Tuesday, February 19, 2013

Fasting, Because Adam Didn’t

By Father Daniel Merz

Fasting, which is required of Catholics on Ash Wednesday and Good Friday, has biblical roots. Our fall from grace happened when Adam and Eve broke the fast, and a key moment in our restoration to grace occurred when Christ fasted for 40 days in the desert.

Humanity's first sin involved eating. God had proclaimed a fast from the fruit of only one tree, the tree of knowledge of good and evil, and Adam and Eve broke it. All of us, in Adam and Eve, rejected a life dependent on God alone for one that was dependent on “bread alone” instead. The tragedy is not so much that Adam and Eve ate food, but that they ate the food for its own sake, apart from God and to gain independence from Him. They believed the deceiving serpent’s message that food had life in itself and that by eating of that one tree they could be “like God” and thus rid of Him.  They put their faith in food, believing that their existence depended on bread alone.

Christ, the new Adam, at the start of his ministry fasted 40 days and 40 nights. He became hungry. Such hunger helps us realize we depend on something else—when we face the ultimate question: on what does my life depend? Satan tempted Adam and Eve and Christ, saying: Eat, for your hunger is proof that you depend entirely on food, that your life is in food. Adam and Eve believed and ate. Christ, meanwhile,  said, “Man does NOT live by bread alone.”  This liberates us from total dependence on food, on matter, on the world. Thus, for Christians, fasting is the only means by which a person recovers his true spiritual nature. People sometimes fast as a fad, of course, but there must be a spiritual component to fasting, otherwise it remains essentially about food—the lack of it. The second half of Christ’s statement revealed what humanity does live by: “every word that comes forth from the mouth of God.” (Mt. 4:4)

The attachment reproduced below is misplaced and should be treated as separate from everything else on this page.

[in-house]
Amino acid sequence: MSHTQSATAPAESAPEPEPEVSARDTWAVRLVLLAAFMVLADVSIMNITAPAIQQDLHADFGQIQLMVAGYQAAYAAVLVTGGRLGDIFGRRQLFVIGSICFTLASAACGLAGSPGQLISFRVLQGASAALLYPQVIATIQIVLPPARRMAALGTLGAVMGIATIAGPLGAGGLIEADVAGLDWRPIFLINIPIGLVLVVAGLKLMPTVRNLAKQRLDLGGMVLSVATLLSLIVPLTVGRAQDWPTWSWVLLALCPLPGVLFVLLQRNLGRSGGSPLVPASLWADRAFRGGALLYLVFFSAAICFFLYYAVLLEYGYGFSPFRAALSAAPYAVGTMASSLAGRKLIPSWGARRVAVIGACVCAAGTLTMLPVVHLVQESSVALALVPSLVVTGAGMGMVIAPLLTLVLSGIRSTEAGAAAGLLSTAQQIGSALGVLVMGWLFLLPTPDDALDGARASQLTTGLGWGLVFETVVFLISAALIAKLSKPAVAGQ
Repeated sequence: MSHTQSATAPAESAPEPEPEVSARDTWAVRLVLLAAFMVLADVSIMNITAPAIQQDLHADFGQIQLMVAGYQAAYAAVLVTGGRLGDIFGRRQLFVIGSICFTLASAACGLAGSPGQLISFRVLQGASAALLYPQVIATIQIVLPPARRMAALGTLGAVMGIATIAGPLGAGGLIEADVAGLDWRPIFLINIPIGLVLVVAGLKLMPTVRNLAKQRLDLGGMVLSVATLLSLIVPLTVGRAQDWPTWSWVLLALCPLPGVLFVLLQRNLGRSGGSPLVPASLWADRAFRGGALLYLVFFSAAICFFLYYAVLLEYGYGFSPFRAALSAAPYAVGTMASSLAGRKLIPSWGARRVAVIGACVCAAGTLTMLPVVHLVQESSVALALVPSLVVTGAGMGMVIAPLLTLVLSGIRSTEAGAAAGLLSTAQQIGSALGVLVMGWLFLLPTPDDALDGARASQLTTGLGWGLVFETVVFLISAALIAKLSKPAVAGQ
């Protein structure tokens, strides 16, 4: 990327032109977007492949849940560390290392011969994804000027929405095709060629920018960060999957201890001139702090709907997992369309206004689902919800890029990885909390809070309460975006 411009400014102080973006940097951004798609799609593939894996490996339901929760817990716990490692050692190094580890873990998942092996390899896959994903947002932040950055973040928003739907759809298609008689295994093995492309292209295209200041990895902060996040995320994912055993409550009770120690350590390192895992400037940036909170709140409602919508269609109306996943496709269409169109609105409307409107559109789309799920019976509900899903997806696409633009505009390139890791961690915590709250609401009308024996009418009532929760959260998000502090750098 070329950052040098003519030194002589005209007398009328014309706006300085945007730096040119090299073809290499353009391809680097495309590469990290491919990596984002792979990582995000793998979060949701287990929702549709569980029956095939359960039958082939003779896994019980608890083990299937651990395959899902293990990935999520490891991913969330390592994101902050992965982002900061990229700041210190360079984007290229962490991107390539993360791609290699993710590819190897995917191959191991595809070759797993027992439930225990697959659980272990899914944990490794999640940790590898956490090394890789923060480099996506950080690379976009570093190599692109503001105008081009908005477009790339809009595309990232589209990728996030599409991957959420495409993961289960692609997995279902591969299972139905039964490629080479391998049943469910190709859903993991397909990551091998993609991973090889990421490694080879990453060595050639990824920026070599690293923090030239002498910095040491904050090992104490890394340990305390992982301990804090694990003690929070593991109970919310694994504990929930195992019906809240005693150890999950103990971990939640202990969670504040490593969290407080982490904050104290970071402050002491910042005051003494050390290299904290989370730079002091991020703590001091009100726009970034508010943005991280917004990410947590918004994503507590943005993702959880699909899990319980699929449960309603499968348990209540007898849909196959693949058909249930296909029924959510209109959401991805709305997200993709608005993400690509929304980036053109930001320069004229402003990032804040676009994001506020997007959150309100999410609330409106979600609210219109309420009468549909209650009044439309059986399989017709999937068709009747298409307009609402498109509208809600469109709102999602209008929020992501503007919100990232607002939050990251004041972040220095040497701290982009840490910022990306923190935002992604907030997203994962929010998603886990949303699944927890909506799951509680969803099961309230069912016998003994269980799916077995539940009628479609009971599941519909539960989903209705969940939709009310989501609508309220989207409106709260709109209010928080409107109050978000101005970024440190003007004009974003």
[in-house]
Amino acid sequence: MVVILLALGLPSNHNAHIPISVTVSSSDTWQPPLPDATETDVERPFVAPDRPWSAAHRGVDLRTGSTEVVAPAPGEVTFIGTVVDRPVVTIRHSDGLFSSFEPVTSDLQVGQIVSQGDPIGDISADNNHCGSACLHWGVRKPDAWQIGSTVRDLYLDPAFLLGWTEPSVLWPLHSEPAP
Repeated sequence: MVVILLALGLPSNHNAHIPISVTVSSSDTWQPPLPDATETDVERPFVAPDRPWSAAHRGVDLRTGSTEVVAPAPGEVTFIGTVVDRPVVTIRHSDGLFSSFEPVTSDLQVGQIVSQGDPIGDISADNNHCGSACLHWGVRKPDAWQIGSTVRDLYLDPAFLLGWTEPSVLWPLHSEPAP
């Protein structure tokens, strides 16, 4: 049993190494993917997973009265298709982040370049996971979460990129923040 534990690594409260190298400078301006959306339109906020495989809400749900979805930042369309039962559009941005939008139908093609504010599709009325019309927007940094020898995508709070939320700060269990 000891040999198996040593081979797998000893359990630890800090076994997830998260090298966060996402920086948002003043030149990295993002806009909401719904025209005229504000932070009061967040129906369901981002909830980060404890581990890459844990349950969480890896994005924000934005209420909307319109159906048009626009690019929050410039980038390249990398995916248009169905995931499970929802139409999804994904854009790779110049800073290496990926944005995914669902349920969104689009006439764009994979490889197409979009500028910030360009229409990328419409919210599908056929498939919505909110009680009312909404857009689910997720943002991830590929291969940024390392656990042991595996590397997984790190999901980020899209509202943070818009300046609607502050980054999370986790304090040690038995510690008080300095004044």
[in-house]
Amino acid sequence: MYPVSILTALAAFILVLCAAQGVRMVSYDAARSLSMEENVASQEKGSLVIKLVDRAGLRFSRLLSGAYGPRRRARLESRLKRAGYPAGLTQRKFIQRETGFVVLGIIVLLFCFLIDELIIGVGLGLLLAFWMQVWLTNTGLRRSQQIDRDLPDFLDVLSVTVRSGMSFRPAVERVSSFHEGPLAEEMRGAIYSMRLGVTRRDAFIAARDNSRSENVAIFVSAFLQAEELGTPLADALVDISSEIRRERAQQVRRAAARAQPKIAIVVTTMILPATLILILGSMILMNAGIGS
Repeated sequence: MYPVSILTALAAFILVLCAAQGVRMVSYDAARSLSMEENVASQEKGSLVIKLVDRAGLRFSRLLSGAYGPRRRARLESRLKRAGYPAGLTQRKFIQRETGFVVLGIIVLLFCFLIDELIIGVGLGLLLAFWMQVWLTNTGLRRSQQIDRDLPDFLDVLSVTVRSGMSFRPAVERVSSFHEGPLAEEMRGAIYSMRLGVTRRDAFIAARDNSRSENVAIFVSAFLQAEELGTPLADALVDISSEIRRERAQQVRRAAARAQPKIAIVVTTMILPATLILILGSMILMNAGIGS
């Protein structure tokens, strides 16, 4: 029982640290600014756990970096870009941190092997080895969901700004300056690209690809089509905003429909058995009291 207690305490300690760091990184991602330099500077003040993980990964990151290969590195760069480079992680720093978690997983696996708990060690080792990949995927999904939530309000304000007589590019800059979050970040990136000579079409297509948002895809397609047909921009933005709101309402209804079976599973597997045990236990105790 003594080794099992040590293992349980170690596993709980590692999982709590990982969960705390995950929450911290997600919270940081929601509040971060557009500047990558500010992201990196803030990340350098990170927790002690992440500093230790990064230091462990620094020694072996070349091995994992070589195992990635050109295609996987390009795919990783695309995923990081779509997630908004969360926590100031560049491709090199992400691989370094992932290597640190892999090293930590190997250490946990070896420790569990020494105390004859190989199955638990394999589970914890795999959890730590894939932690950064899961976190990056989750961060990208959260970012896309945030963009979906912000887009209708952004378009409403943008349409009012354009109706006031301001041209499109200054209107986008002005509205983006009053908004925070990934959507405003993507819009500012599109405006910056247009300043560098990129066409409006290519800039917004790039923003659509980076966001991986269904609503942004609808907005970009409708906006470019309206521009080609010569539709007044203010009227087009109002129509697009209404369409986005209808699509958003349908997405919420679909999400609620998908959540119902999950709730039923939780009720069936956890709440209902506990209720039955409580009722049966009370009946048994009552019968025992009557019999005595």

Fasting in Lent recalls our dependence on God alone:  His Word and His Word made flesh. The truest of all foods is the Eucharist. Before this food, we break our fast every time, because this is not food for this world, but the Bread of Heaven. Fasting empties us, making us ready to receive the food of grace.
Father Daniel Merz is associate director of the Secretariat for Divine Worship of the U. S.  Conference of Catholic Bishops.